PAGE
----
GS-9131, a novel nucleoside reverse transcriptase inhibitor, is a promising antiretroviral candidate for individuals displaying resistance to other NRTIs.
GS-9131, a novel nucleoside reverse transcriptase inhibitor (NRTI) in development by Gilead Sciences, Inc., is a promising antiretroviral candidate for individuals displaying resistance to other NRTIs.
Investigators employed cell culture models to examine how viruses act when under increasing drug pressure. Their findings were presented in a poster session at the Annual Conference on Retroviruses and Opportunistic Infections (CROI 2019) on March 7, 2019.
The research team infected cord blood mononuclear cells (CBMC) and MT-2 cells with clinical isolates and subjected them to increasing levels of GS-9131 and tenofovir (TFV) in order to evaluate virus growth. Weekly measures of reverse transcriptase (RT) activity were noted, and viral RNA was extracted from tissue culture supernatants and sequenced in order to identify alterations in the RT region.
No major resistance mutations were observed in the CBMC viral cultures after 40 weeks of sustained treatment, and most of the isolates successfully endured moderate to very high drug concentrations—500-20,000-fold increase for GS-9131 and 100-20,000-fold for TDF.
“Using 3TC as a control, the M184I or V mutations rapidly arose in most viruses. Previous studies with GS-9148, for which GS-9131 is a prodrug, were done in MT-2 cells, and some resistance patterns were identified,” investigators reported. “In our experiment using MT-2 cells, no major resistance pathways emerged. One isolate did select for the L187M mutation, which was also identified in the previous study.”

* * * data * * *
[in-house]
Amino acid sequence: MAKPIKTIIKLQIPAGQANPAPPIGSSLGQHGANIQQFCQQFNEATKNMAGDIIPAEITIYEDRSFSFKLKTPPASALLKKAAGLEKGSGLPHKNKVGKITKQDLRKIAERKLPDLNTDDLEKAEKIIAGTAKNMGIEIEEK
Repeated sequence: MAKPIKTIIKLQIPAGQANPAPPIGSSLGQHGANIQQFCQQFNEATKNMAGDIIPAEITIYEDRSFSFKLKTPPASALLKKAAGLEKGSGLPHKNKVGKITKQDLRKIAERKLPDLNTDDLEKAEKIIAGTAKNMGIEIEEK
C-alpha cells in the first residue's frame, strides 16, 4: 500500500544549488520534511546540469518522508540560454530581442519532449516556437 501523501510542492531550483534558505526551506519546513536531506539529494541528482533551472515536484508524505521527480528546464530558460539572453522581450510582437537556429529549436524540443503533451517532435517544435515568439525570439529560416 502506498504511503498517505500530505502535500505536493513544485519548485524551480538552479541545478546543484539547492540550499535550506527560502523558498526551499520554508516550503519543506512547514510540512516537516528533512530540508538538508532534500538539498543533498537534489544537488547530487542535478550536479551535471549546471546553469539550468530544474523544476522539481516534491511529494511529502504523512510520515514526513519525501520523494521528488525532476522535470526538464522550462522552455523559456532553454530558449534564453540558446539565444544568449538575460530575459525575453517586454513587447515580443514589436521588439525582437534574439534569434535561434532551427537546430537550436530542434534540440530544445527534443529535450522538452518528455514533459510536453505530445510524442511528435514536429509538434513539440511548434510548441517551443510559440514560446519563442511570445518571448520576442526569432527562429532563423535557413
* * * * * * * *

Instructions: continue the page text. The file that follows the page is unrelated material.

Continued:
Because of the lack of emergent variants, investigators believe that GS-9131 shows promise as an antiretroviral for HIV treatment, specifically in individuals who have displayed NRTI mutations. GS-9131’s versatility to be used in tandem with other therapies also make it a good option for patients harboring NRTI resistance.
Bluma Brenner, PhD, project director at the Lady Davis Institute at the McGill AIDS Centre and the lead inveastigator on the study, spoke with Contagion® to explain GS-9131's potential as a salvage therapy (see video above).
"It has a very unique resistance profile," Dr Brenner said. "It is active against K65R-resistant viruses so, given the fact that people are failing drugs, especially in Africa now, we still need salvage drug therapies and alternative drugs."
The poster, “Favourable Outcome of In Vitro Selections With Novel NRTI Prodrug GS-9131,” was presented on Thursday, March 7, 2019, at CROI 2019 in Seattle, Washington.